DHL has acquired a minority stake in its strategic partner company Link Commerce. The acquisition supports DHL’s commitment to growing e-commerce in Sub Saharan Africa (SSA) by expanding its e-commerce platform – DHL Africa eShop.

The platform, launched in 2019, is currently live in 34 countries across SSA. It was developed in partnership with Link Commerce and offers African consumers access to international retailers and enables them to shop directly from over 200 US and UK based online retailers, with purchases delivered directly to their door.

According to Hennie Heymans, CEO of DHL Express sub-Saharan Africa, the acquisition shows DHL’s ambition of growing the eShop offering globally, and the company intends to work on the scalability of the platform when the opportunity arises.

From e-commerce site to B2B solutions provider

Link Commerce is a turn-key e-commerce company which offers white-label B2B solutions for those who want to engage in online sales in emerging markets of SSA. Retailers can plug into the Link Commerce platform to create a web-based storefront that manages payments and logistics.

With the DHL investment, Link Commerce expects to expand its B2B offer faster by leveraging the extensive shipping network DHL has built globally.

Link Commerce grew out of a digital-retail startup MallforAfrica.com, founded in Nigeria in 2011, in order to bridge a gap in supply and demand for the African consumer markets. Its founder, Chris Folayan, aimed to create the possibility for people on the continent to purchase goods from global retailers directly online, instead of giving lists of goods to family members abroad to buy and bring home.

The e-commerce site now expanded to include over 250 global retailers and employs 30 people at order processing facilities in Oregon, US and the UK.

The e-commerce market in SSA is expected to surge

Although the e-commerce market in SSA has been largely overlooked by international retailers in the past, it currently offers opportunities for global trade growth. While the percentage of e-commerce sales within total retail sales is relatively low, comparing to international standards, and in some countries online shopping is still a novelty, growth in the near future is expected to increase greatly, creating opportunities for online business.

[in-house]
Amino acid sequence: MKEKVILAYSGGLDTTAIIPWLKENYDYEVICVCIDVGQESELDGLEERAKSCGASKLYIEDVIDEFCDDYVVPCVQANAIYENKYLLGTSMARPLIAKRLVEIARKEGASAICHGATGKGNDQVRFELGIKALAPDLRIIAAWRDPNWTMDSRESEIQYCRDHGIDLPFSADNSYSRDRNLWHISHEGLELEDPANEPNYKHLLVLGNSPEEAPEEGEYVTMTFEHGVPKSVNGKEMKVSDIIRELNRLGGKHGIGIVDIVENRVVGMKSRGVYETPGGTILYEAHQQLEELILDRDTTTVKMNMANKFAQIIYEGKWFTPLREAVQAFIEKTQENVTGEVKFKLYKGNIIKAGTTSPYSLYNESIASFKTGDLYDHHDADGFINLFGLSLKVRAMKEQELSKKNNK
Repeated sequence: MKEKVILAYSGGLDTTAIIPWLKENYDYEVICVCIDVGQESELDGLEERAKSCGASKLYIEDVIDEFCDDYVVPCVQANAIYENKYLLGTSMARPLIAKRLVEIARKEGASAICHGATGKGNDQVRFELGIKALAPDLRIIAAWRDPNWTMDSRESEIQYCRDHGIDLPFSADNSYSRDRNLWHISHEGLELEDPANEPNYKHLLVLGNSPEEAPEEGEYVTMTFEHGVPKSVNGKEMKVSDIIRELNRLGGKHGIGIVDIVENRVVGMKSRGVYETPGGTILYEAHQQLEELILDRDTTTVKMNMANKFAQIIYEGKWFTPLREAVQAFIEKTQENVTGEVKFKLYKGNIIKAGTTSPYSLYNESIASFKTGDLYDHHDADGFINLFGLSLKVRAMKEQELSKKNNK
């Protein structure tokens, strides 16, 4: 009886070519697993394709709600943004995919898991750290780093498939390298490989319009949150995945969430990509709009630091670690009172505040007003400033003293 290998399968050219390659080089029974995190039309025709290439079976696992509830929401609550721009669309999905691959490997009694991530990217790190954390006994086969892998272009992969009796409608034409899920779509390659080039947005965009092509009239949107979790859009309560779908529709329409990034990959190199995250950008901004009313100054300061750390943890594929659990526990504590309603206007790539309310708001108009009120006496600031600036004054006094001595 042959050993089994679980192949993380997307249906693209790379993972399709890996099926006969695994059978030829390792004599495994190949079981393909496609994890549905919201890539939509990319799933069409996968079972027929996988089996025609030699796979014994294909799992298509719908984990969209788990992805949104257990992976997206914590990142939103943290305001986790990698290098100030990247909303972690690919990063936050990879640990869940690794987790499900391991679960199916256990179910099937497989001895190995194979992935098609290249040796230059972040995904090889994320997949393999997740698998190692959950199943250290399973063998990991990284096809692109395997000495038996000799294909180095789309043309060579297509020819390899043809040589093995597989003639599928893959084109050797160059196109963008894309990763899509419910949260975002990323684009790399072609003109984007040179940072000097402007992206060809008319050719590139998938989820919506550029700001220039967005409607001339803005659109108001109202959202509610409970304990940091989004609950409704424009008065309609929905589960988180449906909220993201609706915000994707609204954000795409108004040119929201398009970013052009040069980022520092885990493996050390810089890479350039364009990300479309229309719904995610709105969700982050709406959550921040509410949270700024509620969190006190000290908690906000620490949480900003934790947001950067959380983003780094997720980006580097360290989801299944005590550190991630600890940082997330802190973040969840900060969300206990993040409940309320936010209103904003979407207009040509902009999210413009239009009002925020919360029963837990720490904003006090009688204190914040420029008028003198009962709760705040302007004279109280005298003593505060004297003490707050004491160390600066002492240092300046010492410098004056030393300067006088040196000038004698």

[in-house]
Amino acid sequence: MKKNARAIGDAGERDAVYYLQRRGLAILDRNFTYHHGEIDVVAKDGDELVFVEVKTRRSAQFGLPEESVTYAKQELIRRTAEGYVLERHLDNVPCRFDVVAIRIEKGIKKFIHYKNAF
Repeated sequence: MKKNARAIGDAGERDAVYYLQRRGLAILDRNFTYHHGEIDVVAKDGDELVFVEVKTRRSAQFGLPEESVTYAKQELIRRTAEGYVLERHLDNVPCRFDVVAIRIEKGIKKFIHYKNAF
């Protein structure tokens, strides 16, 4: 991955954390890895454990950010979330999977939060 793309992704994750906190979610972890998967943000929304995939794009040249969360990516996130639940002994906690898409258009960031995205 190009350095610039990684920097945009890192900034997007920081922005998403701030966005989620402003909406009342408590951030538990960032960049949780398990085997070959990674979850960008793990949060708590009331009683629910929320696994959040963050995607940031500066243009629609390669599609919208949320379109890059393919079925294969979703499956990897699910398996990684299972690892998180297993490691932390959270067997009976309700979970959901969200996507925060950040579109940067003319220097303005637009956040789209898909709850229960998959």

According to the United Nations Conference on Trade and Development (UNCTAD) report, the number of online shoppers in Africa surged annually by 18% since 2014. The rapid Internet penetration through smartphones over the past decade largely contributed to the growth of Africa’s e-commerce.

Furthermore, the payments services architecture is evolving in response to changing customer expectations and technology, offering a range of disruptive payment models enabling more people, even without a bank account, to take part in online shopping.

Buying behaviors and product mixes have evolved

Online buying behaviors and product mixes have evolved quite significantly since the onset of Covid-19. With brick-and-mortar retailers in many regions operating at reduced capacity, consumers are turning to online shopping to acquire the goods they need.

Some of the most popular items shoppers look for online now, include productivity and communications devices to support remote working, home and kitchen appliances, entertainment gadgets and health related products, in addition to the historic orders of fashion and beauty products.

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Consumer interests have also shifted towards goods that are harder to source locally. Basket sizes are also increasing, as shoppers seek to get all of what they need immediately, rather than to space out their orders.

Competition in SSA e-commerce is low at the moment. Alibaba has talked about African expansion, but has not entered in full yet. Amazon offers limited e-commerce sales on the continent and recently started offering Cloud Computing Services.

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